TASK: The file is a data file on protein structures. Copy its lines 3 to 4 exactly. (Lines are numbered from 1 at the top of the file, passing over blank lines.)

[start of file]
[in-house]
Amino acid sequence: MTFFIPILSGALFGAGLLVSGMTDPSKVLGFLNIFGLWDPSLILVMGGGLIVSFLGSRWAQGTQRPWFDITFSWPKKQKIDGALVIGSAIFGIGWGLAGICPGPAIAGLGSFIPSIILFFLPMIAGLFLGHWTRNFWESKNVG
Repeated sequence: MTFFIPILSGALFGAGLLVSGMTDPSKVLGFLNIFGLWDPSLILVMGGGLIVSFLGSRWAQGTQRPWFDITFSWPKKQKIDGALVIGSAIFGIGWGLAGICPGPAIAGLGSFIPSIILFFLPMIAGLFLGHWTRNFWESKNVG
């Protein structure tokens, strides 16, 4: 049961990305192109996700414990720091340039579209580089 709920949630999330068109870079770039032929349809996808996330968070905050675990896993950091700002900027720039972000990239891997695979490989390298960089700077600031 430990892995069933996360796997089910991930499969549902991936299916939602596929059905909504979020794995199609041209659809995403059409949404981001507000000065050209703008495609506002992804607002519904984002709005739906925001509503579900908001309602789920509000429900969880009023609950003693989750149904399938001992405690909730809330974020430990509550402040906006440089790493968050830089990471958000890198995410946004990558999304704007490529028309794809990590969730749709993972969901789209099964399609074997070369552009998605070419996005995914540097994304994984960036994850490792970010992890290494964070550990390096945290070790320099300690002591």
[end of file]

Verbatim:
Repeated sequence: MTFFIPILSGALFGAGLLVSGMTDPSKVLGFLNIFGLWDPSLILVMGGGLIVSFLGSRWAQGTQRPWFDITFSWPKKQKIDGALVIGSAIFGIGWGLAGICPGPAIAGLGSFIPSIILFFLPMIAGLFLGHWTRNFWESKNVG
């Protein structure tokens, strides 16, 4: 049961990305192109996700414990720091340039579209580089 709920949630999330068109870079770039032929349809996808996330968070905050675990896993950091700002900027720039972000990239891997695979490989390298960089700077600031 430990892995069933996360796997089910991930499969549902991936299916939602596929059905909504979020794995199609041209659809995403059409949404981001507000000065050209703008495609506002992804607002519904984002709005739906925001509503579900908001309602789920509000429900969880009023609950003693989750149904399938001992405690909730809330974020430990509550402040906006440089790493968050830089990471958000890198995410946004990558999304704007490529028309794809990590969730749709993972969901789209099964399609074997070369552009998605070419996005995914540097994304994984960036994850490792970010992890290494964070550990390096945290070790320099300690002591």